Vouchers for multiple dwellings will not be issued for more than 70% of the total number of apartments within a single building. Vouchers willnot be issued to unmetered properties.
How are vouchers processed?
When the customer or their installation contractor brings their voucher to the toilet distributor they will need to provide photo identification and the distributor will record this information. The distributor will go online and log into the DEP website to report the voucher as having been redeemed and will deactivate the voucher as part of the transaction. DEP will then track water use for the customer’s property after toilets are installed.
How much is each voucher worth?
Each voucher is equal to the value of $125 toward the purchase of a single HET.
How should I dispose of the old toilets?
This will depend on the number of toilets you replace and thus have to discard. There are 3 options:
- The DEP has also arranged for plumbing supply vendors who will also be selling approved toilet models for the duration of the TRP to provide on-site refuse storage space (40 cu.yd. roll-off dumpsters) to collect the replaced toilets. TRP participants or Contractors can transport the replaced toilets to a vendor site of choice at which time vouchers can be redeemed and reimbursement will occur (if any). The replaced toilets will be collected in roll-off dumpsters at each vendor site and transported to a permitted construction & demolition (C&D) debris facility to be processed and recycled into material that can be reused.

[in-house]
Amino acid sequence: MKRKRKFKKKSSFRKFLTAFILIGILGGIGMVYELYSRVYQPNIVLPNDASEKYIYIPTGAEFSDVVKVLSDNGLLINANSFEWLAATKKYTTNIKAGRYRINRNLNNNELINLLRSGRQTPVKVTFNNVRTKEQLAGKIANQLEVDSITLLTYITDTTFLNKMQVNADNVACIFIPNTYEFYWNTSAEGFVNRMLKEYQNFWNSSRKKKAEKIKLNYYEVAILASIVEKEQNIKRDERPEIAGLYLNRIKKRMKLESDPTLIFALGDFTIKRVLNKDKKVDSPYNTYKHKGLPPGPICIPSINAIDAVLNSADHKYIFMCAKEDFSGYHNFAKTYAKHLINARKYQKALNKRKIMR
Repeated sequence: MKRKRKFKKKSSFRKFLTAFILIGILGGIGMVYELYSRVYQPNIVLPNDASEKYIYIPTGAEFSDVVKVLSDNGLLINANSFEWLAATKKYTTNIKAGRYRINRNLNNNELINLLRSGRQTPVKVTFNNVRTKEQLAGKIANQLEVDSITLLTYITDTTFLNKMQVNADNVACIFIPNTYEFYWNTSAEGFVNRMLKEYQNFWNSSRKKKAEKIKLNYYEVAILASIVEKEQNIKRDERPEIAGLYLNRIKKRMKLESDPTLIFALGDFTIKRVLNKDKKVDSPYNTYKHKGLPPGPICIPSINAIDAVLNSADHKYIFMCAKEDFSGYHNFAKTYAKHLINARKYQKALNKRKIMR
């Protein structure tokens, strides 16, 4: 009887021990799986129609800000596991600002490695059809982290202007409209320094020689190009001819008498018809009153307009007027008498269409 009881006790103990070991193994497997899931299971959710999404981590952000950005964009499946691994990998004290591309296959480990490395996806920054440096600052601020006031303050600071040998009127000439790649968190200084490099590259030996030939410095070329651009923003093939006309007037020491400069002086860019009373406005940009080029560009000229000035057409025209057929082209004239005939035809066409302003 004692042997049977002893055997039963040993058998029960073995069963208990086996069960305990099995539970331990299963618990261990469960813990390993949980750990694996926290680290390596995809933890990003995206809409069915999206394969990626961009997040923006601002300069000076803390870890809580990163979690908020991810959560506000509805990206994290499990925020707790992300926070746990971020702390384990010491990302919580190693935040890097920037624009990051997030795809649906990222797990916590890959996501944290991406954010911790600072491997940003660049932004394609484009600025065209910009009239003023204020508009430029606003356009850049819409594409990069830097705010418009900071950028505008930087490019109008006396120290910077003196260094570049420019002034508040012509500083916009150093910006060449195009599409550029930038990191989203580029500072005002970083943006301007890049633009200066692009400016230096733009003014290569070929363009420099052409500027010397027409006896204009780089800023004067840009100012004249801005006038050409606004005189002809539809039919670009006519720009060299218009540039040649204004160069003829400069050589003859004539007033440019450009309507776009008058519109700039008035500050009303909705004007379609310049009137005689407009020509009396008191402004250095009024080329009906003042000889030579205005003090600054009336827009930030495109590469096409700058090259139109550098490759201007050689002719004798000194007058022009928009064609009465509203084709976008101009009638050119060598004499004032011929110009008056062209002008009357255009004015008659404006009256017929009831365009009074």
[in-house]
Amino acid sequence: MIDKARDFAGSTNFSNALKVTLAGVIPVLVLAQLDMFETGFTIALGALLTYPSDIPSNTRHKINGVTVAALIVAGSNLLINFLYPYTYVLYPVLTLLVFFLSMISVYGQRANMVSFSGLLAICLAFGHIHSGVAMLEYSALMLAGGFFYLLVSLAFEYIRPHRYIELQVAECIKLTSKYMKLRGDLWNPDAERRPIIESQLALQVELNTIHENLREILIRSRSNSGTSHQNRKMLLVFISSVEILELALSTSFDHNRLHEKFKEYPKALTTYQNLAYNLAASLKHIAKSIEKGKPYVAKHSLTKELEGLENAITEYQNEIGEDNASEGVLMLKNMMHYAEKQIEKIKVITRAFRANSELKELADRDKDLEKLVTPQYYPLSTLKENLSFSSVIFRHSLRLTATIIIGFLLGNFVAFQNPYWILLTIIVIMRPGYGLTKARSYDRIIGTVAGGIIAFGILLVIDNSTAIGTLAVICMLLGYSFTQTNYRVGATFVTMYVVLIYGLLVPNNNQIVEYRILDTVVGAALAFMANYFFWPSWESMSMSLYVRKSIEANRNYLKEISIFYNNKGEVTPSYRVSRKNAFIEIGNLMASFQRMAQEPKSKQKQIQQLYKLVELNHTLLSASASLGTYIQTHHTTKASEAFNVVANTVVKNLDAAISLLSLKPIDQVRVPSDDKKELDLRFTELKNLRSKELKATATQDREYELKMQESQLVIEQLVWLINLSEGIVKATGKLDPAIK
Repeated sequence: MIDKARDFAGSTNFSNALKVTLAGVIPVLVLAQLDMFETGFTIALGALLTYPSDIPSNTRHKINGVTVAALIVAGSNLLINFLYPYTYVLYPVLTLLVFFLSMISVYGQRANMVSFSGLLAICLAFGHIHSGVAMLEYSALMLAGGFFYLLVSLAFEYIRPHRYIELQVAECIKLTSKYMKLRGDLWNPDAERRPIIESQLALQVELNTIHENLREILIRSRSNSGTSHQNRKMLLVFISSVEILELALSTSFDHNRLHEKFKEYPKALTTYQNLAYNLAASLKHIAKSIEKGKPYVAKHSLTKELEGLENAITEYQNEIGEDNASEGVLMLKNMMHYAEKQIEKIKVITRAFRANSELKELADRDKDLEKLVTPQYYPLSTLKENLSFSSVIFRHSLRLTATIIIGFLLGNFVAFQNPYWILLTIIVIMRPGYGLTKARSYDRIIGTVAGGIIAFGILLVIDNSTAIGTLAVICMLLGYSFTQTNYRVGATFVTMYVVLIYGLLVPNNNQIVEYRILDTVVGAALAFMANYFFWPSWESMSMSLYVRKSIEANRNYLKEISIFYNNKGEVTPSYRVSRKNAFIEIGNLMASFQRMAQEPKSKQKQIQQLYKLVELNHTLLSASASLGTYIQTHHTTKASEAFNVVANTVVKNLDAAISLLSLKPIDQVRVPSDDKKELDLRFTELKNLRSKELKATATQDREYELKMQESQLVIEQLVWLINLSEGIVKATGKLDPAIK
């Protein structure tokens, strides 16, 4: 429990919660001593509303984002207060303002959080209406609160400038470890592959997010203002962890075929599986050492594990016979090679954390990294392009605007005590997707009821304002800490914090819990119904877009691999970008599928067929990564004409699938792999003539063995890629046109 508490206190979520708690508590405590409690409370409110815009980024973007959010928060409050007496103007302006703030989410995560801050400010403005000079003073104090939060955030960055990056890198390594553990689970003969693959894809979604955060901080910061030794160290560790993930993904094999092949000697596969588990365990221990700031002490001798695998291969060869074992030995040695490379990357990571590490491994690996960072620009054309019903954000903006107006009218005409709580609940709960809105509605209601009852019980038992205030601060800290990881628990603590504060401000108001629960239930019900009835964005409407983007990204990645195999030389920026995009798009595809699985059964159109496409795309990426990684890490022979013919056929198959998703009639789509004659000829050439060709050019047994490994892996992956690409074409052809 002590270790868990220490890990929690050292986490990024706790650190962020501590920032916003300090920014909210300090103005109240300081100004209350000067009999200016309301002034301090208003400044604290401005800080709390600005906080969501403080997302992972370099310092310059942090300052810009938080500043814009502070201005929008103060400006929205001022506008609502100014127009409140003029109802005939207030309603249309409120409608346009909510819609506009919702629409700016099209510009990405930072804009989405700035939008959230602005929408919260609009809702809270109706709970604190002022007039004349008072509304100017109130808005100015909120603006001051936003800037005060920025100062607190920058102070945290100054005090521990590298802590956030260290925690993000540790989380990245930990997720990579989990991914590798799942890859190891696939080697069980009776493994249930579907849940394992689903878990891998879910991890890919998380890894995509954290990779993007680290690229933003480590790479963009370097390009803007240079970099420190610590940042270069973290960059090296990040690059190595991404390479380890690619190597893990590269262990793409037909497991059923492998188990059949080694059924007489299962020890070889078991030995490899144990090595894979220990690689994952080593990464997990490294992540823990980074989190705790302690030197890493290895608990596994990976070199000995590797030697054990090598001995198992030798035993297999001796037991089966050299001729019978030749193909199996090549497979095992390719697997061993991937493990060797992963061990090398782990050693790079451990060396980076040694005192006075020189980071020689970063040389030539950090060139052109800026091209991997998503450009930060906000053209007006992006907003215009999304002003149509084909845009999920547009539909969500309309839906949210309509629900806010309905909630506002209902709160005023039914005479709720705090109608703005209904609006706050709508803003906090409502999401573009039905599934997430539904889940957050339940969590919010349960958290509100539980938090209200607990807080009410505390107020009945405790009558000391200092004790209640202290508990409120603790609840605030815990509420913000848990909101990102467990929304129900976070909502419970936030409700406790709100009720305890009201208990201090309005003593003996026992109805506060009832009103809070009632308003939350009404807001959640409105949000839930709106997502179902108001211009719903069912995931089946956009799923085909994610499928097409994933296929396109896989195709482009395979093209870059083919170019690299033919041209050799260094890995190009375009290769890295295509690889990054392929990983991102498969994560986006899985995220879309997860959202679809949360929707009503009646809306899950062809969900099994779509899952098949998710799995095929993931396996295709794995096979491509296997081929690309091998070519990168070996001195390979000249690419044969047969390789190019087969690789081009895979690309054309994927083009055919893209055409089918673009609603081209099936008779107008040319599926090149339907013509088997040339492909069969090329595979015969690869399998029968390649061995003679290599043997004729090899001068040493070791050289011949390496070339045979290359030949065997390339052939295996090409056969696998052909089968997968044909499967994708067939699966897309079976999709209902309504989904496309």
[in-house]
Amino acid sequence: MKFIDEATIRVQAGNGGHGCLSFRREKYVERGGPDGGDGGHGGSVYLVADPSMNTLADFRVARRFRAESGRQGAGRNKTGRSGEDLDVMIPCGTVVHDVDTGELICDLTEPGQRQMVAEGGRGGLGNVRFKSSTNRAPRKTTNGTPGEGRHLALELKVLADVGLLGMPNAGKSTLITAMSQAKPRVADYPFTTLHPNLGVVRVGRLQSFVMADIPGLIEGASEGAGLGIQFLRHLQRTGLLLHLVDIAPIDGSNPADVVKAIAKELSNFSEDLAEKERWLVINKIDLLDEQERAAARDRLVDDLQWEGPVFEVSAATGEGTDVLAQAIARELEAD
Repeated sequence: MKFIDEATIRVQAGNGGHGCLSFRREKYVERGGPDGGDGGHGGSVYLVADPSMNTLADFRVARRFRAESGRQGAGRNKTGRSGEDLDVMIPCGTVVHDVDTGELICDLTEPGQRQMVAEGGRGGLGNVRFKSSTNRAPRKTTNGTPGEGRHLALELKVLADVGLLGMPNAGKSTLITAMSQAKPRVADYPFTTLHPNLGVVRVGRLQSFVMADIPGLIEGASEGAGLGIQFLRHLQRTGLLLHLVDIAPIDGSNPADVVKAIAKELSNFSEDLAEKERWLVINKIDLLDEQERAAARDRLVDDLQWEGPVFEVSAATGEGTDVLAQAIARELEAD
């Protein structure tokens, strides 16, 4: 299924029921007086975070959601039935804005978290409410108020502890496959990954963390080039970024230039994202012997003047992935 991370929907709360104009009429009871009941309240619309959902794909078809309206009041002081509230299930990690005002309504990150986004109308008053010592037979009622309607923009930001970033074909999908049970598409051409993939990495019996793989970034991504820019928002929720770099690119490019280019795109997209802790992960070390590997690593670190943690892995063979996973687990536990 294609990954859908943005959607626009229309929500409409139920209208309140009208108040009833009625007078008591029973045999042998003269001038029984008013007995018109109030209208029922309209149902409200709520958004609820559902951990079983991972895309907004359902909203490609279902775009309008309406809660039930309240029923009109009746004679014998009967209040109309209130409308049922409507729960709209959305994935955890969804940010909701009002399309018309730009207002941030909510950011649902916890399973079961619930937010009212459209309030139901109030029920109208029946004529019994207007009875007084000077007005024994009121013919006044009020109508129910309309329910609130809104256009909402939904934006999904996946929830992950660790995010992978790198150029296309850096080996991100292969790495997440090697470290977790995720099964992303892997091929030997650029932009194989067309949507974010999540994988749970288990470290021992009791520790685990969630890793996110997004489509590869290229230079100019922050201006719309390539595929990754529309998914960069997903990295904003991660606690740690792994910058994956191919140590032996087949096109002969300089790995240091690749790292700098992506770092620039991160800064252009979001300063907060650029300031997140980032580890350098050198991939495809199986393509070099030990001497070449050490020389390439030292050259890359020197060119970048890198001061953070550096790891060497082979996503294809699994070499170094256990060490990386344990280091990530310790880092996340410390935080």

- For smaller quantities of replaced toilets (6 or less per address), the Department of Sanitation of New York (DSNY) provides free curbside removal of large non-commercial "bulk" items (items that are too big to be discarded in a container or bag) from residential buildings. DSNY will collect up to six items from one address. Toilets will need to be packaged such that they can be handled safely by DSNY staff. The toilet needs to be placed in a bag (or double bagged) with the toilet lid taped shut. If the toilet is to be recycled, all plastic and metal parts must be separated from the toilet prior to disposal. Items must be placed on the curbside between 5pm (4pm on Fridays from October to April) and midnight the night before your regular garbage collection day.
- For larger quantities of replaced toilets (greater than 6 per address), DSNY treats this volume of materials as construction debris. While DSNY does remove non-commercial waste from homeowners/building owners engaged in small "do-it-yourself" projects, homeowners/building owners who are undertaking larger projects should contract for their own dumpster by contacting a private rubbish removal service. Bulk and construction debris generated by hired contractors or fee-for-service personnel on home/building repair or building renovation projects is considered commercial waste and it is therefore the responsibility of the contractor to arrange for appropriate private disposal. In this situation, these toilets will also be collected and disposed of as waste in a landfill.